The trail


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The Continental Divide Trail (also known as the Continental Divide National Scenic Trail) is an American hiking, riding and mountain-bike trail that follows the mountainous crests of the Continental Divide, along the Rocky Mountains, which connects the Mexican and Canadian borders. Covering 2,500 to 3,000 miles (depending on the route) it crosses five US states: New Mexico, Colorado, Wyoming, Idaho and Montana.  The highest point, Grays Peak in Colorado, is at 14,270 feet. The lowest point is at Columbus, New Mexico, at 3,900 feet. The CDT is one of the eight National Scenic Trails in the National Trails System, which includes all of the major US hiking trails.  

The Continental Divide is a drainage divide between the Atlantic Ocean and the Pacific Ocean, along the backbone of the Rockies. On one side of the divide, all of the water generated from snowfall joins rivers that flow into the Atlantic Ocean, while on the other side they flow into the Pacific Ocean. Geographically, this line goes north as far as Alaska, and Mexico to the south. The Andes continue the dividing line right down through South America.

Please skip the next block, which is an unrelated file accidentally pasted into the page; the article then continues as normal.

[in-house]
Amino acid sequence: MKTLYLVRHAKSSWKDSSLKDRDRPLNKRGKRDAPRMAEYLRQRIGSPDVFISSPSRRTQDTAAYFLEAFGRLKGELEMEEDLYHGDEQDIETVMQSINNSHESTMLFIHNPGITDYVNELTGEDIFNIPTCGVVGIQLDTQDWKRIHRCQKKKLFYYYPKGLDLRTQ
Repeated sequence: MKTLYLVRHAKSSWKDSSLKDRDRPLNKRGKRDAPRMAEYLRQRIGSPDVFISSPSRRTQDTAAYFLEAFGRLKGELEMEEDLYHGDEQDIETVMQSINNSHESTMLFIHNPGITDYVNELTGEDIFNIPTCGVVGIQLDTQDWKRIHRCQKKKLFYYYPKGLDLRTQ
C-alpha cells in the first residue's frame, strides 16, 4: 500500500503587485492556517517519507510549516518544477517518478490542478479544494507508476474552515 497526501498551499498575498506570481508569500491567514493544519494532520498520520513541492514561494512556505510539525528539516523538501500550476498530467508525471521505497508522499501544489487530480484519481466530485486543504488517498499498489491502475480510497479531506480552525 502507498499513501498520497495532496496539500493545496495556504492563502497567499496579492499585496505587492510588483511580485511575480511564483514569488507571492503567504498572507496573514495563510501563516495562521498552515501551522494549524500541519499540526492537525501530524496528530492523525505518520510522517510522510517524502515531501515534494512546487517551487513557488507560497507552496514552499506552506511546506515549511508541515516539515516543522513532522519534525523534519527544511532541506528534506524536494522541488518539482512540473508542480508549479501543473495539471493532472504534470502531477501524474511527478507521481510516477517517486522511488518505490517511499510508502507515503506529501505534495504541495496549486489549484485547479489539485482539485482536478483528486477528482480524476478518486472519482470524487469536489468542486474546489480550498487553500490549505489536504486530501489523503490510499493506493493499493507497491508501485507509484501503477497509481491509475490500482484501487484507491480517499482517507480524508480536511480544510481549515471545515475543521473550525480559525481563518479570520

Each year, about two dozen trekkers attempt to cover the entire CDT trail, setting out from north or south; they are called “thru-hikers”. The entire hike takes an average 6 months, covering around 20 miles each day for 6 days out of 7. I intended to cover as much ground as I could, depending on the circumstances, the opportunities, and the state of my mule and myself… The trekkers and volunteers who maintain the long trails form a real community with their own codes, trail names (nicknames), routines and a great deal of support and sympathy from the public. My trail name turned out to be “French Smile”.




I started walking in the south of the desert state of New Mexico, on a northern course towards the Canadian border. The trail goes through all kinds of different landscapes, ranging from the New Mexican Desert to the great plains of Wyoming, and including mountains, lakes, valleys and gorges. The one thing they all have in common is that they are immense (and beautiful).

To find my way, I used a set of annotated hiking maps by Jonathan Ley, plus maps published by the Adventure Cycling Association. A Garmin GPS (Oregon 450) was often useful for working out my position in wide open spaces, where other walkers are rare and paths are not always well maintained. I loaded it with the maps available for the five states I was crossing, and the CDT and Great Divide waypoints.